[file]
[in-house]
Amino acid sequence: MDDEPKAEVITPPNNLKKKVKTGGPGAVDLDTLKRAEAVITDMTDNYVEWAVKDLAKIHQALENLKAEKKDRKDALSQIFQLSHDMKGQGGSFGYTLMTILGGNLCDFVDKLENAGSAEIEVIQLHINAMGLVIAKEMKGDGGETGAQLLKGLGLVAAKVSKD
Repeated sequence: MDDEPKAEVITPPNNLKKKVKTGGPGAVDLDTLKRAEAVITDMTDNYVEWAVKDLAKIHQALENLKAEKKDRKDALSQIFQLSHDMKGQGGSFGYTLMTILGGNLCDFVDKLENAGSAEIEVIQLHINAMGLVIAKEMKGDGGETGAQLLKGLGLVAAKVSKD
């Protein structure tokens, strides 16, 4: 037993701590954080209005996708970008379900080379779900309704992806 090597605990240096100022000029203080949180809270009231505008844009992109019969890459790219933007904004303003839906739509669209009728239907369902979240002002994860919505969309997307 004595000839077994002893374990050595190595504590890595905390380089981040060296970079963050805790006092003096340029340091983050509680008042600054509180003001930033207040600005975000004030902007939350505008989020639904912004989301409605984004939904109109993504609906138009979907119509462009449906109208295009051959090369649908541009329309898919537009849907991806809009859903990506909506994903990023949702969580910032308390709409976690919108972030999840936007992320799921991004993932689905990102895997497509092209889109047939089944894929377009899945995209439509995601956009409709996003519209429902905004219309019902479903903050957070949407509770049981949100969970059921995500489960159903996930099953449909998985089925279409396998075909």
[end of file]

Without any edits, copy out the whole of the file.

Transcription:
[in-house]
Amino acid sequence: MDDEPKAEVITPPNNLKKKVKTGGPGAVDLDTLKRAEAVITDMTDNYVEWAVKDLAKIHQALENLKAEKKDRKDALSQIFQLSHDMKGQGGSFGYTLMTILGGNLCDFVDKLENAGSAEIEVIQLHINAMGLVIAKEMKGDGGETGAQLLKGLGLVAAKVSKD
Repeated sequence: MDDEPKAEVITPPNNLKKKVKTGGPGAVDLDTLKRAEAVITDMTDNYVEWAVKDLAKIHQALENLKAEKKDRKDALSQIFQLSHDMKGQGGSFGYTLMTILGGNLCDFVDKLENAGSAEIEVIQLHINAMGLVIAKEMKGDGGETGAQLLKGLGLVAAKVSKD
């Protein structure tokens, strides 16, 4: 037993701590954080209005996708970008379900080379779900309704992806 090597605990240096100022000029203080949180809270009231505008844009992109019969890459790219933007904004303003839906739509669209009728239907369902979240002002994860919505969309997307 004595000839077994002893374990050595190595504590890595905390380089981040060296970079963050805790006092003096340029340091983050509680008042600054509180003001930033207040600005975000004030902007939350505008989020639904912004989301409605984004939904109109993504609906138009979907119509462009449906109208295009051959090369649908541009329309898919537009849907991806809009859903990506909506994903990023949702969580910032308390709409976690919108972030999840936007992320799921991004993932689905990102895997497509092209889109047939089944894929377009899945995209439509995601956009409709996003519209429902905004219309019902479903903050957070949407509770049981949100969970059921995500489960159903996930099953449909998985089925279409396998075909």